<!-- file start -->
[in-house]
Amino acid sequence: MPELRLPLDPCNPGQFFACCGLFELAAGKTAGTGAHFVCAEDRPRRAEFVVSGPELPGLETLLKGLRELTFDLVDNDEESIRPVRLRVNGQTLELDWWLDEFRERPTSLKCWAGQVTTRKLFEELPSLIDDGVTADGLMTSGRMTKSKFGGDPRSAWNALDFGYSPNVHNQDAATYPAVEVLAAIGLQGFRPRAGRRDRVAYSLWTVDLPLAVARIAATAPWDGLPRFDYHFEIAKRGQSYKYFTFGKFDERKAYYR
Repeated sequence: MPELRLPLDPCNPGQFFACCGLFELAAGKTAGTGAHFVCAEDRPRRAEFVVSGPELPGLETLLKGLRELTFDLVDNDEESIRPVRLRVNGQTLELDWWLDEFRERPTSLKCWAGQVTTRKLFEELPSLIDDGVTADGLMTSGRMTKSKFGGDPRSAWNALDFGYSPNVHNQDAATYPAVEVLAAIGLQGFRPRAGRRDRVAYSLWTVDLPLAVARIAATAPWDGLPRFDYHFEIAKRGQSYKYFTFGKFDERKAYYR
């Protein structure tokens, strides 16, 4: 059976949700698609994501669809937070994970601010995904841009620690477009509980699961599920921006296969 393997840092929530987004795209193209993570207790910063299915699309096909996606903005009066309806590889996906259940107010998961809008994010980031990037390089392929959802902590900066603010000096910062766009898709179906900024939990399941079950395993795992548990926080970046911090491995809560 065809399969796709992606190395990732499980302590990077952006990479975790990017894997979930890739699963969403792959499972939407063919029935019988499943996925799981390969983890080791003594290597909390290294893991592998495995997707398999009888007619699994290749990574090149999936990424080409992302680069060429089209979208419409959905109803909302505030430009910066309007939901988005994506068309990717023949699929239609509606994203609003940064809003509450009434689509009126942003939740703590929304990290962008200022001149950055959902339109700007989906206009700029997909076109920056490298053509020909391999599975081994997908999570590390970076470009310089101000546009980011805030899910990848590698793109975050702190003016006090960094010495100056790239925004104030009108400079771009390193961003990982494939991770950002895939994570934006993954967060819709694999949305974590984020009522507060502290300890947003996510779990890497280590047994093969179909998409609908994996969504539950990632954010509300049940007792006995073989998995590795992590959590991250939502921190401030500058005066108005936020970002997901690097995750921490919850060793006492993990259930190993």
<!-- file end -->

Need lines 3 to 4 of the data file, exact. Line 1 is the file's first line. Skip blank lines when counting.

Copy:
Repeated sequence: MPELRLPLDPCNPGQFFACCGLFELAAGKTAGTGAHFVCAEDRPRRAEFVVSGPELPGLETLLKGLRELTFDLVDNDEESIRPVRLRVNGQTLELDWWLDEFRERPTSLKCWAGQVTTRKLFEELPSLIDDGVTADGLMTSGRMTKSKFGGDPRSAWNALDFGYSPNVHNQDAATYPAVEVLAAIGLQGFRPRAGRRDRVAYSLWTVDLPLAVARIAATAPWDGLPRFDYHFEIAKRGQSYKYFTFGKFDERKAYYR
């Protein structure tokens, strides 16, 4: 059976949700698609994501669809937070994970601010995904841009620690477009509980699961599920921006296969 393997840092929530987004795209193209993570207790910063299915699309096909996606903005009066309806590889996906259940107010998961809008994010980031990037390089392929959802902590900066603010000096910062766009898709179906900024939990399941079950395993795992548990926080970046911090491995809560 065809399969796709992606190395990732499980302590990077952006990479975790990017894997979930890739699963969403792959499972939407063919029935019988499943996925799981390969983890080791003594290597909390290294893991592998495995997707398999009888007619699994290749990574090149999936990424080409992302680069060429089209979208419409959905109803909302505030430009910066309007939901988005994506068309990717023949699929239609509606994203609003940064809003509450009434689509009126942003939740703590929304990290962008200022001149950055959902339109700007989906206009700029997909076109920056490298053509020909391999599975081994997908999570590390970076470009310089101000546009980011805030899910990848590698793109975050702190003016006090960094010495100056790239925004104030009108400079771009390193961003990982494939991770950002895939994570934006993954967060819709694999949305974590984020009522507060502290300890947003996510779990890497280590047994093969179909998409609908994996969504539950990632954010509300049940007792006995073989998995590795992590959590991250939502921190401030500058005066108005936020970002997901690097995750921490919850060793006492993990259930190993």